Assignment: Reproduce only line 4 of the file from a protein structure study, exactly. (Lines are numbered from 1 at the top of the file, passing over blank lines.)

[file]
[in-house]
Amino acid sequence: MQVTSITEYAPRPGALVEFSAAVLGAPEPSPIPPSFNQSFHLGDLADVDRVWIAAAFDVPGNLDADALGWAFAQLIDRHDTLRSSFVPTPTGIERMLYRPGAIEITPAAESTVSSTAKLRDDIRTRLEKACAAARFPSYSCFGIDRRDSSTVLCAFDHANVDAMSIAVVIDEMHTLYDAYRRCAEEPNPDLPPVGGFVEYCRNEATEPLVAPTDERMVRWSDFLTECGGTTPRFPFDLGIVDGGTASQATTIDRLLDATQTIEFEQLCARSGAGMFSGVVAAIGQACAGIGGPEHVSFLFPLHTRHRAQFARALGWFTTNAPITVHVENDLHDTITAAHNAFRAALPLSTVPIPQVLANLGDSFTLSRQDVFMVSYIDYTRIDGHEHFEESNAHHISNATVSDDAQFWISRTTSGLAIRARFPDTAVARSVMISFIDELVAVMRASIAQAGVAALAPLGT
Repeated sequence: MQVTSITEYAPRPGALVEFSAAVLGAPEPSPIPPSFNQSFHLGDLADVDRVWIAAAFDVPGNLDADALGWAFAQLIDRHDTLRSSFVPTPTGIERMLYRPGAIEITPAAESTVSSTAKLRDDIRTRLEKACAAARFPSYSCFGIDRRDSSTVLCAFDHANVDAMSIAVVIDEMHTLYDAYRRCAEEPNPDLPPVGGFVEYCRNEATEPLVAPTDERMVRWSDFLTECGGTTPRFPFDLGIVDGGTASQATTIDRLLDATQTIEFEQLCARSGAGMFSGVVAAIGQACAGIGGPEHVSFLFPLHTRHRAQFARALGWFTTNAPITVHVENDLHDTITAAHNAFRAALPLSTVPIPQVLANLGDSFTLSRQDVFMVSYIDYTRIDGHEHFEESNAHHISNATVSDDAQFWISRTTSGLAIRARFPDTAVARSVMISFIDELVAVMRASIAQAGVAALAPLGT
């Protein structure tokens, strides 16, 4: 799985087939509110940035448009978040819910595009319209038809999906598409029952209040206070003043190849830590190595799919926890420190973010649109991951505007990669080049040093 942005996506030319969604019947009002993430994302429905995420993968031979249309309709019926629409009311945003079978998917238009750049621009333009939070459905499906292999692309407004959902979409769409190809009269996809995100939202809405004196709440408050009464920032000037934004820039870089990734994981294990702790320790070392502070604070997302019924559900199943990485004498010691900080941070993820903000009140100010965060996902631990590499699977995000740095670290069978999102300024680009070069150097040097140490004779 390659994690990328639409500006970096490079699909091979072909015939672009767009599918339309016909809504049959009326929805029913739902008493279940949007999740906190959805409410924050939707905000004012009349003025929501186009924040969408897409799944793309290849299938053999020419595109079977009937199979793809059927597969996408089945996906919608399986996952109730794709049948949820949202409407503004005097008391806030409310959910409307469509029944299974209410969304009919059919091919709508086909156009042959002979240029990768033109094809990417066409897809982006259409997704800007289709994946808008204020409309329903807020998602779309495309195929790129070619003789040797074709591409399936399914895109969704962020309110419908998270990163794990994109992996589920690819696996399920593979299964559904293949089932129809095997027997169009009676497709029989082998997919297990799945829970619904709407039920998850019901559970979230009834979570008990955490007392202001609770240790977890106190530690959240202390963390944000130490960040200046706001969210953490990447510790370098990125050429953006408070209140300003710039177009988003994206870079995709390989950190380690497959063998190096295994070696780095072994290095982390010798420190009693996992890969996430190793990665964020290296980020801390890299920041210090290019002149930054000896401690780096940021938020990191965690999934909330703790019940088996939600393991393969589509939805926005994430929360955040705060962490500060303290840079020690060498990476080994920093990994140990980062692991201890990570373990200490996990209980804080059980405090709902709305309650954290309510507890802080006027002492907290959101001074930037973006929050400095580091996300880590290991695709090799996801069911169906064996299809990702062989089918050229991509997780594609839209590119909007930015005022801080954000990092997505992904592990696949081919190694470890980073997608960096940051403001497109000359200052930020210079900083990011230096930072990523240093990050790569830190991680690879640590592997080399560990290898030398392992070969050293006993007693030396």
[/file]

């Protein structure tokens, strides 16, 4: 799985087939509110940035448009978040819910595009319209038809999906598409029952209040206070003043190849830590190595799919926890420190973010649109991951505007990669080049040093 942005996506030319969604019947009002993430994302429905995420993968031979249309309709019926629409009311945003079978998917238009750049621009333009939070459905499906292999692309407004959902979409769409190809009269996809995100939202809405004196709440408050009464920032000037934004820039870089990734994981294990702790320790070392502070604070997302019924559900199943990485004498010691900080941070993820903000009140100010965060996902631990590499699977995000740095670290069978999102300024680009070069150097040097140490004779 390659994690990328639409500006970096490079699909091979072909015939672009767009599918339309016909809504049959009326929805029913739902008493279940949007999740906190959805409410924050939707905000004012009349003025929501186009924040969408897409799944793309290849299938053999020419595109079977009937199979793809059927597969996408089945996906919608399986996952109730794709049948949820949202409407503004005097008391806030409310959910409307469509029944299974209410969304009919059919091919709508086909156009042959002979240029990768033109094809990417066409897809982006259409997704800007289709994946808008204020409309329903807020998602779309495309195929790129070619003789040797074709591409399936399914895109969704962020309110419908998270990163794990994109992996589920690819696996399920593979299964559904293949089932129809095997027997169009009676497709029989082998997919297990799945829970619904709407039920998850019901559970979230009834979570008990955490007392202001609770240790977890106190530690959240202390963390944000130490960040200046706001969210953490990447510790370098990125050429953006408070209140300003710039177009988003994206870079995709390989950190380690497959063998190096295994070696780095072994290095982390010798420190009693996992890969996430190793990665964020290296980020801390890299920041210090290019002149930054000896401690780096940021938020990191965690999934909330703790019940088996939600393991393969589509939805926005994430929360955040705060962490500060303290840079020690060498990476080994920093990994140990980062692991201890990570373990200490996990209980804080059980405090709902709305309650954290309510507890802080006027002492907290959101001074930037973006929050400095580091996300880590290991695709090799996801069911169906064996299809990702062989089918050229991509997780594609839209590119909007930015005022801080954000990092997505992904592990696949081919190694470890980073997608960096940051403001497109000359200052930020210079900083990011230096930072990523240093990050790569830190991680690879640590592997080399560990290898030398392992070969050293006993007693030396």